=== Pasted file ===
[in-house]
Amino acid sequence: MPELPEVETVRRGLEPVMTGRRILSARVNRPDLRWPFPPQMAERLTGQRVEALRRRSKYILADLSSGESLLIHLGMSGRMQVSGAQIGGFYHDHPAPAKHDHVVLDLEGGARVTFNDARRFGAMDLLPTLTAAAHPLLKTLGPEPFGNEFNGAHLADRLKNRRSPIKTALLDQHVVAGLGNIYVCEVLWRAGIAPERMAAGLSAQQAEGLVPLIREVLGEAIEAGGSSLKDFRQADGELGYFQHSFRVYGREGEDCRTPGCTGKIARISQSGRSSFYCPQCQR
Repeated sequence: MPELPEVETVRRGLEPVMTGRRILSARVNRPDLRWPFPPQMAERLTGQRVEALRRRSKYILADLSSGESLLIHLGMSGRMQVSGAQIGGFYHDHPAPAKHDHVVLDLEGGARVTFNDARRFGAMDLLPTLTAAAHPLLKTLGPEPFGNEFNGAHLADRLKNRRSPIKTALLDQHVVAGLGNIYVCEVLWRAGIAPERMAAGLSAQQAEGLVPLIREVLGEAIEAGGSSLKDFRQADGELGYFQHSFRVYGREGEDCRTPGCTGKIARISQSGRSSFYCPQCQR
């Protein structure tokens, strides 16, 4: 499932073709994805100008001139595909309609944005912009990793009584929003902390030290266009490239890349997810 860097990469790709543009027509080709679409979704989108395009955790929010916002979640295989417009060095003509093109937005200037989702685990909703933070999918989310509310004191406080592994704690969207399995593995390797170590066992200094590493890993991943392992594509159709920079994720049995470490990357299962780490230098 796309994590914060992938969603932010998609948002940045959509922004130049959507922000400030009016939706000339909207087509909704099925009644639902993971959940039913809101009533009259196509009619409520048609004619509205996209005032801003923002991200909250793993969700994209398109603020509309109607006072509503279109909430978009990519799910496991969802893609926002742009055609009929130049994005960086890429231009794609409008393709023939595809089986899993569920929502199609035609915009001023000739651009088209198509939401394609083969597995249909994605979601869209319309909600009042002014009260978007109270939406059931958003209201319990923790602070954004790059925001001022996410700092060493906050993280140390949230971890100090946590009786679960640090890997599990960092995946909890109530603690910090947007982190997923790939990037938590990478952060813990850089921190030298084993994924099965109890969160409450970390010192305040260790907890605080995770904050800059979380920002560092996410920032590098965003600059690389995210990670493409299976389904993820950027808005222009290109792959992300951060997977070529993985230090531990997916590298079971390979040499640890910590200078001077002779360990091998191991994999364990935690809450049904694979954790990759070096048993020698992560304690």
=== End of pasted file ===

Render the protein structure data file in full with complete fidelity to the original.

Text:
[in-house]
Amino acid sequence: MPELPEVETVRRGLEPVMTGRRILSARVNRPDLRWPFPPQMAERLTGQRVEALRRRSKYILADLSSGESLLIHLGMSGRMQVSGAQIGGFYHDHPAPAKHDHVVLDLEGGARVTFNDARRFGAMDLLPTLTAAAHPLLKTLGPEPFGNEFNGAHLADRLKNRRSPIKTALLDQHVVAGLGNIYVCEVLWRAGIAPERMAAGLSAQQAEGLVPLIREVLGEAIEAGGSSLKDFRQADGELGYFQHSFRVYGREGEDCRTPGCTGKIARISQSGRSSFYCPQCQR
Repeated sequence: MPELPEVETVRRGLEPVMTGRRILSARVNRPDLRWPFPPQMAERLTGQRVEALRRRSKYILADLSSGESLLIHLGMSGRMQVSGAQIGGFYHDHPAPAKHDHVVLDLEGGARVTFNDARRFGAMDLLPTLTAAAHPLLKTLGPEPFGNEFNGAHLADRLKNRRSPIKTALLDQHVVAGLGNIYVCEVLWRAGIAPERMAAGLSAQQAEGLVPLIREVLGEAIEAGGSSLKDFRQADGELGYFQHSFRVYGREGEDCRTPGCTGKIARISQSGRSSFYCPQCQR
């Protein structure tokens, strides 16, 4: 499932073709994805100008001139595909309609944005912009990793009584929003902390030290266009490239890349997810 860097990469790709543009027509080709679409979704989108395009955790929010916002979640295989417009060095003509093109937005200037989702685990909703933070999918989310509310004191406080592994704690969207399995593995390797170590066992200094590493890993991943392992594509159709920079994720049995470490990357299962780490230098 796309994590914060992938969603932010998609948002940045959509922004130049959507922000400030009016939706000339909207087509909704099925009644639902993971959940039913809101009533009259196509009619409520048609004619509205996209005032801003923002991200909250793993969700994209398109603020509309109607006072509503279109909430978009990519799910496991969802893609926002742009055609009929130049994005960086890429231009794609409008393709023939595809089986899993569920929502199609035609915009001023000739651009088209198509939401394609083969597995249909994605979601869209319309909600009042002014009260978007109270939406059931958003209201319990923790602070954004790059925001001022996410700092060493906050993280140390949230971890100090946590009786679960640090890997599990960092995946909890109530603690910090947007982190997923790939990037938590990478952060813990850089921190030298084993994924099965109890969160409450970390010192305040260790907890605080995770904050800059979380920002560092996410920032590098965003600059690389995210990670493409299976389904993820950027808005222009290109792959992300951060997977070529993985230090531990997916590298079971390979040499640890910590200078001077002779360990091998191991994999364990935690809450049904694979954790990759070096048993020698992560304690």